The active ingredients which can be used in the present process include organic and inorganic medicaments without limitation. The active ingredients include, but are not limited to, water-soluble, semi-soluble, and water-insoluble pharmacologically active agents.
The inactive ingredients of the first portion of granules will be present in an amount within the range of from 4 to 99 percent by weight. Suitable inactive ingredients which can be used in the present process are preferably cellulose polymers. Such cellulose polymers include cellulose ethers such as methyl cellulose, cellulose alkyl hydroxylates such as hydroxyethyl cellulose, hydroxypropyl cellulose, and hydroxypropylmethyl cellulose, and the like; and cellulose alkyl carboxylates such as carboxymethyl cellulose and carboxyethyl cellulose. Povidone (polyvinylpyrrolidone), starches, alginates, acrylate polymers, and the like may also be used. Hydroxypropyl cellulose is preferred.
Lubricants which may be employed in the present invention include commonly used water-soluble and water-insoluble lubricants. Magnesium stearate or stearic acid is preferred. One or more lubricants can be used. The lubricant(s) is present in an amount sufficient to afford smooth tablet formation.
Additionally, the process may optionally employ one or more binders to ensure that the finished tablets have sufficient and long-lasting mechanical integrity. These agents ensure that the finished tablet is structurally sound so that it will remain whole both during shipment and when moving in a fluid stream such as that found in the gastrointestinal tract. Suitable binders include starches such as corn starch and modified corn starch, povidone, acacia, and the like.
Also, the present process may employ additional edible non-active ingredients which are conventionally used in solid pharmaceutical formulations. Such conventional ingredients include preservatives, colorants, stabilizers, anti-adherents, glidants, desiccants, flow control agents, and the like.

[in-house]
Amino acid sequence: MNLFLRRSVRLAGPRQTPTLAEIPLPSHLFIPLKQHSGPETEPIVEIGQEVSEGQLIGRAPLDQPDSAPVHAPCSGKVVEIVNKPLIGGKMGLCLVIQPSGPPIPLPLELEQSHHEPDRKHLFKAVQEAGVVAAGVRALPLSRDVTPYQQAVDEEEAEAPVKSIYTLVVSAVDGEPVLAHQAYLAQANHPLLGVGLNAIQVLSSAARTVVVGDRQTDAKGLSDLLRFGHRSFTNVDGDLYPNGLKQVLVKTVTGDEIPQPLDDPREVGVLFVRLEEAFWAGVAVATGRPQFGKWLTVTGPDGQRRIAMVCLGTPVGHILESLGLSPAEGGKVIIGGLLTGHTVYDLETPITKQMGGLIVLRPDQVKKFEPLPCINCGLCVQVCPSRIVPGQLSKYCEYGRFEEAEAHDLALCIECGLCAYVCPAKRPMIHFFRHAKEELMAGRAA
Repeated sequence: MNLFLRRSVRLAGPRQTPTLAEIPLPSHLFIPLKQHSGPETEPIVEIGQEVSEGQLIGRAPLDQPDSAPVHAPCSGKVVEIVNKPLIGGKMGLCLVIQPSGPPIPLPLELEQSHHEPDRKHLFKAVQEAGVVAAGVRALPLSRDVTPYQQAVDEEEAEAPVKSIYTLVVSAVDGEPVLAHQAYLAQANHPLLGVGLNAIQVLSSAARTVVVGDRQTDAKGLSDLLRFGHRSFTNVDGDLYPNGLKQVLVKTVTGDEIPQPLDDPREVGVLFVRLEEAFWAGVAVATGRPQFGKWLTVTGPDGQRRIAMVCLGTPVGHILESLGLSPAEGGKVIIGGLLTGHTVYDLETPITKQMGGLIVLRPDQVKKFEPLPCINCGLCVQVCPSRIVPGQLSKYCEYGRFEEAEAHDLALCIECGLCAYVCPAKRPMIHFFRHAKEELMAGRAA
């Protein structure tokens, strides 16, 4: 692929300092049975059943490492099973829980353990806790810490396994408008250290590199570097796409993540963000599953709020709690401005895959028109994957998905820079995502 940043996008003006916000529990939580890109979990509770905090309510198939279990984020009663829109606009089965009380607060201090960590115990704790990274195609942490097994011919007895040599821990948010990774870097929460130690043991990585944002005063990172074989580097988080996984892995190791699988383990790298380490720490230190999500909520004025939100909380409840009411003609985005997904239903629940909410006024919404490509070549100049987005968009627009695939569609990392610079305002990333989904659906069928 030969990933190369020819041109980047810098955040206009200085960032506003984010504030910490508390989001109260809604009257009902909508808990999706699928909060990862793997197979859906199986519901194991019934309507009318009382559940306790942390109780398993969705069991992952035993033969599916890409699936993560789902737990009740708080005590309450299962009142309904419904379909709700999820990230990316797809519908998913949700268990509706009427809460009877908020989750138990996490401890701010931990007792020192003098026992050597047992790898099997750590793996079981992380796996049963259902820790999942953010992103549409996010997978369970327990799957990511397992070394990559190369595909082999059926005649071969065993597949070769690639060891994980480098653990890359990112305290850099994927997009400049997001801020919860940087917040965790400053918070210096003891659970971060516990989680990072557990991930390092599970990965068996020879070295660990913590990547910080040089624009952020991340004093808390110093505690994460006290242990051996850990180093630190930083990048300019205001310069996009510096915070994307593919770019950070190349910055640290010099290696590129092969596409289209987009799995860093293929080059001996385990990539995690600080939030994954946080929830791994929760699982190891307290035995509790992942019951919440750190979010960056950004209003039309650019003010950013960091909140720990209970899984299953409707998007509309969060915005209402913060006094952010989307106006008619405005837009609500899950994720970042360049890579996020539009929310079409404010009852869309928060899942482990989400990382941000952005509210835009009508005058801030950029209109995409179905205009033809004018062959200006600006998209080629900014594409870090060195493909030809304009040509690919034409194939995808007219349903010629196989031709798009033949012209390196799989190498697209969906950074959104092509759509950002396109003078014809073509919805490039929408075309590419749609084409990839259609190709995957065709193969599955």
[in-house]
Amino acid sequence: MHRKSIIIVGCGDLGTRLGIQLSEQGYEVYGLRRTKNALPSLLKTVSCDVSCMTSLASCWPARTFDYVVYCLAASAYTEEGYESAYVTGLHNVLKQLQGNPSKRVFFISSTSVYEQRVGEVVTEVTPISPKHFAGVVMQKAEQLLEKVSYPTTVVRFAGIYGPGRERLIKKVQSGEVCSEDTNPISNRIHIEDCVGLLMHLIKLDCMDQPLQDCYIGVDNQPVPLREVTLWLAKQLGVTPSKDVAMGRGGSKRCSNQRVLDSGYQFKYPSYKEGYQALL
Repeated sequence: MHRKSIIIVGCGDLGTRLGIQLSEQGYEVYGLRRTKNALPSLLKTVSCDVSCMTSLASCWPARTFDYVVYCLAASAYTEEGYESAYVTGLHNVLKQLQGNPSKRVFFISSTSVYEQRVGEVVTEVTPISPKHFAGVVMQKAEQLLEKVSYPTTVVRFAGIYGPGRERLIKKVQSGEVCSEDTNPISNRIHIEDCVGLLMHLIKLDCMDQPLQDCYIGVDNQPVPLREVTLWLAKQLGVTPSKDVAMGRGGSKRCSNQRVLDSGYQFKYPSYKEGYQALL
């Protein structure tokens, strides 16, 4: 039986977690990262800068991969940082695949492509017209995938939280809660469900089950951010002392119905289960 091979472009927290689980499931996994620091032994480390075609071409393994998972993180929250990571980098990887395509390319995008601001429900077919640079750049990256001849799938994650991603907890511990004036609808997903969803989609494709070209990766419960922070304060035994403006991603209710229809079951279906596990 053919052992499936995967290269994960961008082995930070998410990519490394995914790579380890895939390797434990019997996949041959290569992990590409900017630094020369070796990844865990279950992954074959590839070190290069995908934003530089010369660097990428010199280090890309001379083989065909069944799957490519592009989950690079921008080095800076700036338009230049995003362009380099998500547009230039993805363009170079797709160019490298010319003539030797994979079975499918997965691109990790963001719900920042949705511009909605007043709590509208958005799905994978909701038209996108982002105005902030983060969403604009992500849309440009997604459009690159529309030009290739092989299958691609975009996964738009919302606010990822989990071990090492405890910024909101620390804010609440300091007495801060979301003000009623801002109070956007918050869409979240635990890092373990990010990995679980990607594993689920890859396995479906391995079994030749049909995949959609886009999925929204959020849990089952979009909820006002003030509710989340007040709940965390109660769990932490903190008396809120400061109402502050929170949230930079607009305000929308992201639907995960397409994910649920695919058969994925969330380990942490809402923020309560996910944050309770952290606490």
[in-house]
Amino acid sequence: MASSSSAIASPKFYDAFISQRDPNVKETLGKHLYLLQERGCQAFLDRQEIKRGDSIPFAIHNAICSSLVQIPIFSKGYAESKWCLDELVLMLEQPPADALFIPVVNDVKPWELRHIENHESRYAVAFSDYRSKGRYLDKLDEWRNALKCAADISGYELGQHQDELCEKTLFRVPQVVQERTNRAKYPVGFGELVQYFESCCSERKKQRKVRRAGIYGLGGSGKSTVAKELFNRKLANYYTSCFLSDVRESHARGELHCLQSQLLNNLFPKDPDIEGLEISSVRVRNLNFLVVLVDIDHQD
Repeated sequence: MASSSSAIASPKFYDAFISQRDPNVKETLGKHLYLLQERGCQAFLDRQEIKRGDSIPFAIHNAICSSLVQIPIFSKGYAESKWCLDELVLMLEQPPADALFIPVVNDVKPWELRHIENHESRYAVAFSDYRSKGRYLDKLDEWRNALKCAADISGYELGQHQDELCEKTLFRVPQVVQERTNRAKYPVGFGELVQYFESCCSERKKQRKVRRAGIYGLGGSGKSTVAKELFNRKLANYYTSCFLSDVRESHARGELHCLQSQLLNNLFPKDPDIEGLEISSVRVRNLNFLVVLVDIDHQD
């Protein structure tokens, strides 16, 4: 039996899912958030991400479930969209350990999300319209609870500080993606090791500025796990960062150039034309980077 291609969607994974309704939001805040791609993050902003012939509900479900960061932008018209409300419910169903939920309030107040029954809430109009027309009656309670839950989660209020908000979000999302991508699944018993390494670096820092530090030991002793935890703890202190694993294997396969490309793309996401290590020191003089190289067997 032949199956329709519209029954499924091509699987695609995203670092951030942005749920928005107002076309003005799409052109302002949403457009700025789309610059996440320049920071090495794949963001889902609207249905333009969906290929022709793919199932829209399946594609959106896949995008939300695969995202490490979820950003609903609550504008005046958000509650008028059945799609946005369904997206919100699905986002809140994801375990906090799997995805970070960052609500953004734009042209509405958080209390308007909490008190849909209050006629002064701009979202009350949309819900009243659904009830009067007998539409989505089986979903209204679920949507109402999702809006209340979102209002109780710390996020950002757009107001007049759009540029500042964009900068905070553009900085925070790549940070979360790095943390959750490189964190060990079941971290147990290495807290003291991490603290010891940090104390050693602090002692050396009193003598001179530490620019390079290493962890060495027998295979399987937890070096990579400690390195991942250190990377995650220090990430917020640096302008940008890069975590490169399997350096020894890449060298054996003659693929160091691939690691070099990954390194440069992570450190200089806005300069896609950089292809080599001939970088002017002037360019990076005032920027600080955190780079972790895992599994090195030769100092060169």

The following formulations have been used for making the first portion of granules for the sustained release tablets according to the presently claimed process. These examples are included for illustrative purposes only and should not be construed as limiting the claimed invention in any manner.
______________________________________1. Nifedipine (coarse*) 96% Povidone 4% Hydroalcoholic solution - quantity sufficient to granulate2. Nifedipine (coarse*) 80% Hydroxypropyl cellulose 20% Hydroalcoholic solution quantity sufficient to granulate or water -3. Nifedipine (coarse*) 80% Hydroxypropyl- 20% methyl cellulose Hydroalcoholic solution quantity sufficient to granulate or water -4. Nifedipine (coarse*) 70% Hydroxypropyl- 20% methyl cellulose Hydroxypropyl cellulose 10% Hydroalcoholic solution - quantity sufficient to granulate______________________________________ *Specific surface area is less than 1 m2 /gram
It is to be understood that the present invention is not limited to the embodiments described above, but encompasses any and all embodiments within the scope of the following claims.
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|U.S. Classification||264/115, 424/470, 264/122, 264/117|
|International Classification||A61K9/16, A61K31/4422, A61K9/20|
|Cooperative Classification||A61K9/1694, A61K9/2077, A61K31/4422|
|European Classification||A61K31/4422, A61K9/20K2, A61K9/16P4|
|Sep 29, 1994||AS||Assignment|
Owner name: HALLMARK PHARMACEUTICAL, INC., NEW JERSEY
Free format text: ASSIGNMENT OF ASSIGNORS INTEREST;ASSIGNORS:ZHANG, GUOHUA;PINNAMARAJU, PRASAD;REEL/FRAME:007180/0755
Effective date: 19940927
|Sep 30, 1996||AS||Assignment|
Owner name: DURAMED PHARMACEUTICALS, INC., OHIO
Free format text: ASSIGNMENT OF ASSIGNORS INTEREST;ASSIGNOR:HALLMARK PHARMACEUTICALS, INC.;REEL/FRAME:008153/0517
Effective date: 19960912
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Free format text: PATENT MORTGAGE;ASSIGNOR:DURAMED PHARMACEUTICALS, INC.;REEL/FRAME:009570/0817
Effective date: 19981106